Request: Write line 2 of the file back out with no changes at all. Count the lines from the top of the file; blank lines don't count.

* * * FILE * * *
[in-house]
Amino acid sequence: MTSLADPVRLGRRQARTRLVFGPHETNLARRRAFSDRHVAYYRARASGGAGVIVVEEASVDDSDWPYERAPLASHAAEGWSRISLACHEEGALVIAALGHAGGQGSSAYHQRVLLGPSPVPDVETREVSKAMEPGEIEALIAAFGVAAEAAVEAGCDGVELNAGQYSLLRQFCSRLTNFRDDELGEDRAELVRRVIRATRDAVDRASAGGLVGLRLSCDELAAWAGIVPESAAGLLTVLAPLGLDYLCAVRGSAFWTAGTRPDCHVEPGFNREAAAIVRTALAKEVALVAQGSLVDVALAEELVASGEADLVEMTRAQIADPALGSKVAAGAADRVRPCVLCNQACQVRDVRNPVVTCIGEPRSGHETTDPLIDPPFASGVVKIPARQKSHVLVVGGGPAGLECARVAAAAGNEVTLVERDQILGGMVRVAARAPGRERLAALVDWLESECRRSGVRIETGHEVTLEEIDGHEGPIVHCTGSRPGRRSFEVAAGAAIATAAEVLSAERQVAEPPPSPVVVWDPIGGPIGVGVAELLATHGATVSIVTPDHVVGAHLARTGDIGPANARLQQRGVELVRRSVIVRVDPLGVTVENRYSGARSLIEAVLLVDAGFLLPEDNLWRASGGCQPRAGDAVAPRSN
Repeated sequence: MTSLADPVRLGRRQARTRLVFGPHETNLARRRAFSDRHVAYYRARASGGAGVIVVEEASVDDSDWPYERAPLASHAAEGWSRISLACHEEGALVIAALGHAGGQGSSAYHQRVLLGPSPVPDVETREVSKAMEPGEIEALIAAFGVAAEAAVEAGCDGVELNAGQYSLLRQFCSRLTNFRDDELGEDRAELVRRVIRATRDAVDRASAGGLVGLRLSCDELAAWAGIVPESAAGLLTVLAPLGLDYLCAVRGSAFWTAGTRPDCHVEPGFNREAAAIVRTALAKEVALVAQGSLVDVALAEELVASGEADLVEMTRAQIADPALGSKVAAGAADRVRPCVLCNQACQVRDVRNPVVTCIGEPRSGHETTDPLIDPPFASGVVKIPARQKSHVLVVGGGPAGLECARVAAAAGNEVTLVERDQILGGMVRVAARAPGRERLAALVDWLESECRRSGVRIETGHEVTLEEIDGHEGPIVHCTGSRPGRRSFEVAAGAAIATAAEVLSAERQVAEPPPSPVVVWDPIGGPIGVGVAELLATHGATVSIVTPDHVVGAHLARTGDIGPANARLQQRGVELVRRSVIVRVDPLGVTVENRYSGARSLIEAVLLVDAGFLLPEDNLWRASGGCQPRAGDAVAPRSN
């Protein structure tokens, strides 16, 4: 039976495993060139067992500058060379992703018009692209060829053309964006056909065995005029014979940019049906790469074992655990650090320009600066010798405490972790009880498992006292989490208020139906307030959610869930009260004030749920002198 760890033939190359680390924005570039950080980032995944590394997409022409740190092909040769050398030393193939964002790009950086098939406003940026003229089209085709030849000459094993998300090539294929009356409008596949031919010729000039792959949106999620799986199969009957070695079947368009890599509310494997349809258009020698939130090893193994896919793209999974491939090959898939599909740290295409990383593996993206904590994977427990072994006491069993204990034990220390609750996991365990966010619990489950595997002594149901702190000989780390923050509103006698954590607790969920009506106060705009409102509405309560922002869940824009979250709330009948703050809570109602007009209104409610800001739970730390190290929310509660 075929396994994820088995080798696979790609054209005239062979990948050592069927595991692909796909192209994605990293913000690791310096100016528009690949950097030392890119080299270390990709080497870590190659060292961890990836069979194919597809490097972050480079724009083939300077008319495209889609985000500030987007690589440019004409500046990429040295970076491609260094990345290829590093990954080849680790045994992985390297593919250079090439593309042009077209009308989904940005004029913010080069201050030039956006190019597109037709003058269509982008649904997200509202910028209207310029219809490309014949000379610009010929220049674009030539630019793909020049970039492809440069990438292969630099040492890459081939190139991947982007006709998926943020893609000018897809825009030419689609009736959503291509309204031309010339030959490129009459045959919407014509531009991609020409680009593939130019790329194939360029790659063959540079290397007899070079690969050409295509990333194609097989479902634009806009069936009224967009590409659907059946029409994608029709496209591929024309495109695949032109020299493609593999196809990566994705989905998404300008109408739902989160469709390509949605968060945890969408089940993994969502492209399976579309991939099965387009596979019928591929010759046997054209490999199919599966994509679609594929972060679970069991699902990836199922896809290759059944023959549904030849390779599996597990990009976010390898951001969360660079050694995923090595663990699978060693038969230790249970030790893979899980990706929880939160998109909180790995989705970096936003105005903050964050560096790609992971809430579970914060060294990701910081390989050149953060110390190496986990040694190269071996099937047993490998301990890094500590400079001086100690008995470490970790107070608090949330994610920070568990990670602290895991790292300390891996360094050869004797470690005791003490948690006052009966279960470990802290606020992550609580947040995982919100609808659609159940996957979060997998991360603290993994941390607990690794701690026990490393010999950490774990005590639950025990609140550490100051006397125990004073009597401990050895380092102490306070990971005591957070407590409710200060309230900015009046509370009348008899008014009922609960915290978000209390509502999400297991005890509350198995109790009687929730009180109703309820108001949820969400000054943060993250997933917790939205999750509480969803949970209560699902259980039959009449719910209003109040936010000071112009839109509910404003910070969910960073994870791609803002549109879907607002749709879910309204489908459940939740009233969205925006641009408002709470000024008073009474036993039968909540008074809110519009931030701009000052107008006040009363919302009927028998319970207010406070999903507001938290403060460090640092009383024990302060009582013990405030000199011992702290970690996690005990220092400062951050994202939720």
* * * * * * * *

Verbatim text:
Amino acid sequence: MTSLADPVRLGRRQARTRLVFGPHETNLARRRAFSDRHVAYYRARASGGAGVIVVEEASVDDSDWPYERAPLASHAAEGWSRISLACHEEGALVIAALGHAGGQGSSAYHQRVLLGPSPVPDVETREVSKAMEPGEIEALIAAFGVAAEAAVEAGCDGVELNAGQYSLLRQFCSRLTNFRDDELGEDRAELVRRVIRATRDAVDRASAGGLVGLRLSCDELAAWAGIVPESAAGLLTVLAPLGLDYLCAVRGSAFWTAGTRPDCHVEPGFNREAAAIVRTALAKEVALVAQGSLVDVALAEELVASGEADLVEMTRAQIADPALGSKVAAGAADRVRPCVLCNQACQVRDVRNPVVTCIGEPRSGHETTDPLIDPPFASGVVKIPARQKSHVLVVGGGPAGLECARVAAAAGNEVTLVERDQILGGMVRVAARAPGRERLAALVDWLESECRRSGVRIETGHEVTLEEIDGHEGPIVHCTGSRPGRRSFEVAAGAAIATAAEVLSAERQVAEPPPSPVVVWDPIGGPIGVGVAELLATHGATVSIVTPDHVVGAHLARTGDIGPANARLQQRGVELVRRSVIVRVDPLGVTVENRYSGARSLIEAVLLVDAGFLLPEDNLWRASGGCQPRAGDAVAPRSN